Q: You can certainly render some cool art, but you seem to really shine at ideas. Putting elements together to reinvent them and make them amusing. How do you get so many cool ideas?
A: Thanks! Some of my ideas are simply ones I come up with on my own, but a lot of the concepts come from my friends and coworkers’¦ even my wife and 4-year-old son bounce ideas off me. At my day job, I am surrounded by creative artists, and they offer no shortage of shirt ideas. It’s good because most of them are younger than I am and grew up with different pop culture influences and interests, so it gives me a wider variety to work with and lets me explore ideas I wouldn’t have thought of on my own. Without them everything would be Ninja Turtles and Star Wars!
Q: Tell us a little about your process and the tools you use to create such eye-catching art?
A: Once I have an idea, I first check to make sure it hasn’t been done yet. That is very important! Then I start with a simple pencil sketch or Photoshop mockup of the idea, followed by a lot of research and gathering of reference images to make sure I am accurate with the details. From there, depending on the look I’m going for, I’ll either hand draw it to be scanned, or move directly to drawing it in Adobe Illustrator. I do every single design in Illustrator because I feel vector-based art lends itself better to screen printing than raster-based images produced in Photoshop.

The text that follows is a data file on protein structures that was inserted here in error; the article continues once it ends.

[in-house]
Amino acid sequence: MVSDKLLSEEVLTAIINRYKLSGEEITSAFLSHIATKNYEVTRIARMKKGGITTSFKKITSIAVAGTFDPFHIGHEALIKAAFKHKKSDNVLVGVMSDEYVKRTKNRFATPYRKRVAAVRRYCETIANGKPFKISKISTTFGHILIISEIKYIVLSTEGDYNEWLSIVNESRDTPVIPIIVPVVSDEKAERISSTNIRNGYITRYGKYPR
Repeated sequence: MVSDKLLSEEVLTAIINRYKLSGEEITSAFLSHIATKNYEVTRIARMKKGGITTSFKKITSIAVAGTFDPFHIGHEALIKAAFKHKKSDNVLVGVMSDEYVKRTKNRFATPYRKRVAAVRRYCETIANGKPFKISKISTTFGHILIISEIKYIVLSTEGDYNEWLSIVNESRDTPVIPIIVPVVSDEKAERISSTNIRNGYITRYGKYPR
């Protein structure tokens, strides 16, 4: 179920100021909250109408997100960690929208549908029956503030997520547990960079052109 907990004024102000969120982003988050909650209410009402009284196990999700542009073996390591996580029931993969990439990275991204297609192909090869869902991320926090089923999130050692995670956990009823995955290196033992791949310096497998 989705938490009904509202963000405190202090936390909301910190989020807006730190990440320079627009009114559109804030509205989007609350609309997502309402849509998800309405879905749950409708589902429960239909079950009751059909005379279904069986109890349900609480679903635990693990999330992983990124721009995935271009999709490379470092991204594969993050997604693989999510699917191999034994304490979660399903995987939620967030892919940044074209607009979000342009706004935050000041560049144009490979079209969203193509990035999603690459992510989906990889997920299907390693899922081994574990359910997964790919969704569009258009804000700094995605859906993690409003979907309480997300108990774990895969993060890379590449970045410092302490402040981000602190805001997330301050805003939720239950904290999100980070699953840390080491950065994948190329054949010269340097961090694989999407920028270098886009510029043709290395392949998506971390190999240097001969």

Q: Why T-shirt design? Do you create other forms of art?
A: My main career centers around designing for web, which involves a completely different thought process. Web design is all about creating a fluid user experience and driving the viewer towards desired actions. It is very logic-based. With T-shirts it’s more about creating impact and triggering an emotion. A T-shirt is more intimate, and it requires a certain level of commitment for someone to not only buy your design, but to actually go around wearing it. I figure that if I design shirts that I like and that I would wear, there’s a decent chance that others would want to wear them too.
Q: Tell us something about you that might surprise our community?
A: I’ve been using Illustrator to design shirts for more than 10 years, but I do not use a drawing tablet, which comes as a surprise to some of my fellow artists. I never got a feel for it’¦ so just a basic mouse and keyboard setup for me.
Q: Your art has a considerable amount of pop culture reference. Are you a huge pop culture nerd? Favorite Movie/Game/TVshow/ Comic/ – Go!
A: Well, my workspace is littered with pop culture figurines, so I’d say yes.
The Godfather, Halo, Game of Thrones, Batman
Q: When you’re not creating what do you do for entertainment?
A: I like to spend my free time with my wife and son, specifically doing things like visiting the Universal and Disney theme parks or simply going to the movies. I’m also a huge Miami Heat fan, so I try to watch every game.
DJ Kopet and his son Benji
Q: Finally, If you had to choose between being a Jabba the Hutt slave or being stuffed inside a Taun-Taun to sleep at night which would you choose and why?
A: Wow, both sound so enticing! The Taun-Taun option sounds less permanent, so I’ll go with that one. Being a Jabba slave doesn’t sound like it would end well.